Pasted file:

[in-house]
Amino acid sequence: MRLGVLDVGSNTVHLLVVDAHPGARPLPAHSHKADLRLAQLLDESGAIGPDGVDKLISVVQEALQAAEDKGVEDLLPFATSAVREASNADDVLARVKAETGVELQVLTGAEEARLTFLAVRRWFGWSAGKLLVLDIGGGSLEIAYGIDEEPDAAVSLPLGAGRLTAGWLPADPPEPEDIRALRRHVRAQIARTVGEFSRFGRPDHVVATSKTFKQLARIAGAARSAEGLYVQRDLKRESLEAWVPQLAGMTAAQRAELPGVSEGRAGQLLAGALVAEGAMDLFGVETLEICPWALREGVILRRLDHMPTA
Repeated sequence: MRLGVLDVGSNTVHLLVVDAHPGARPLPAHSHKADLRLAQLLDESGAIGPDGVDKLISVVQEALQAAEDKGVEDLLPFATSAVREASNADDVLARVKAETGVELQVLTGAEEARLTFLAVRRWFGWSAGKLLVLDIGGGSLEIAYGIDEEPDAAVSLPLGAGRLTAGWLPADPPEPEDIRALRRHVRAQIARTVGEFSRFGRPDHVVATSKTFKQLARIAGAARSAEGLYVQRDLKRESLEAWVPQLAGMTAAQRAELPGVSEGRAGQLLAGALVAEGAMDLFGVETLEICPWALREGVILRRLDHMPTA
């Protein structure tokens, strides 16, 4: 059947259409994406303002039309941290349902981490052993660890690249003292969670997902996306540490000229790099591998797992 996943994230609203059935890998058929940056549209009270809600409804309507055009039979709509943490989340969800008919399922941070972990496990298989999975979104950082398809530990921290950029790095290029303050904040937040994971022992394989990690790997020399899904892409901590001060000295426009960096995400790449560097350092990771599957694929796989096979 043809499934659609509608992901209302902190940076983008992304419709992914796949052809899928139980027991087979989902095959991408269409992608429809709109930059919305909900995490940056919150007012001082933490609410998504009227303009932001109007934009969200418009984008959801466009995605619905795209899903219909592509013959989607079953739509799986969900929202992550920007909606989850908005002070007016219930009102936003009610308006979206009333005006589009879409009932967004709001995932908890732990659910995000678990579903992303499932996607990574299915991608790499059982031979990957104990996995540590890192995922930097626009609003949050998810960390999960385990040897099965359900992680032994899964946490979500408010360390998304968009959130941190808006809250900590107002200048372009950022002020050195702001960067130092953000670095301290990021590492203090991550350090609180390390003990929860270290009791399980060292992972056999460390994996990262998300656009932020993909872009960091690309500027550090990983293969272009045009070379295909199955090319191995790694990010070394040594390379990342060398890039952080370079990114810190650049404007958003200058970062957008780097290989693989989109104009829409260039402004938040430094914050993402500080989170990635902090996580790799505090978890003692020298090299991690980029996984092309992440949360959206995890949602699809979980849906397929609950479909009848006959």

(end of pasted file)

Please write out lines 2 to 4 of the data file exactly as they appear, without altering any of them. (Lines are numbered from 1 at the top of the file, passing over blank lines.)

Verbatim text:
Amino acid sequence: MRLGVLDVGSNTVHLLVVDAHPGARPLPAHSHKADLRLAQLLDESGAIGPDGVDKLISVVQEALQAAEDKGVEDLLPFATSAVREASNADDVLARVKAETGVELQVLTGAEEARLTFLAVRRWFGWSAGKLLVLDIGGGSLEIAYGIDEEPDAAVSLPLGAGRLTAGWLPADPPEPEDIRALRRHVRAQIARTVGEFSRFGRPDHVVATSKTFKQLARIAGAARSAEGLYVQRDLKRESLEAWVPQLAGMTAAQRAELPGVSEGRAGQLLAGALVAEGAMDLFGVETLEICPWALREGVILRRLDHMPTA
Repeated sequence: MRLGVLDVGSNTVHLLVVDAHPGARPLPAHSHKADLRLAQLLDESGAIGPDGVDKLISVVQEALQAAEDKGVEDLLPFATSAVREASNADDVLARVKAETGVELQVLTGAEEARLTFLAVRRWFGWSAGKLLVLDIGGGSLEIAYGIDEEPDAAVSLPLGAGRLTAGWLPADPPEPEDIRALRRHVRAQIARTVGEFSRFGRPDHVVATSKTFKQLARIAGAARSAEGLYVQRDLKRESLEAWVPQLAGMTAAQRAELPGVSEGRAGQLLAGALVAEGAMDLFGVETLEICPWALREGVILRRLDHMPTA
């Protein structure tokens, strides 16, 4: 059947259409994406303002039309941290349902981490052993660890690249003292969670997902996306540490000229790099591998797992 996943994230609203059935890998058929940056549209009270809600409804309507055009039979709509943490989340969800008919399922941070972990496990298989999975979104950082398809530990921290950029790095290029303050904040937040994971022992394989990690790997020399899904892409901590001060000295426009960096995400790449560097350092990771599957694929796989096979 043809499934659609509608992901209302902190940076983008992304419709992914796949052809899928139980027991087979989902095959991408269409992608429809709109930059919305909900995490940056919150007012001082933490609410998504009227303009932001109007934009969200418009984008959801466009995605619905795209899903219909592509013959989607079953739509799986969900929202992550920007909606989850908005002070007016219930009102936003009610308006979206009333005006589009879409009932967004709001995932908890732990659910995000678990579903992303499932996607990574299915991608790499059982031979990957104990996995540590890192995922930097626009609003949050998810960390999960385990040897099965359900992680032994899964946490979500408010360390998304968009959130941190808006809250900590107002200048372009950022002020050195702001960067130092953000670095301290990021590492203090991550350090609180390390003990929860270290009791399980060292992972056999460390994996990262998300656009932020993909872009960091690309500027550090990983293969272009045009070379295909199955090319191995790694990010070394040594390379990342060398890039952080370079990114810190650049404007958003200058970062957008780097290989693989989109104009829409260039402004938040430094914050993402500080989170990635902090996580790799505090978890003692020298090299991690980029996984092309992440949360959206995890949602699809979980849906397929609950479909009848006959």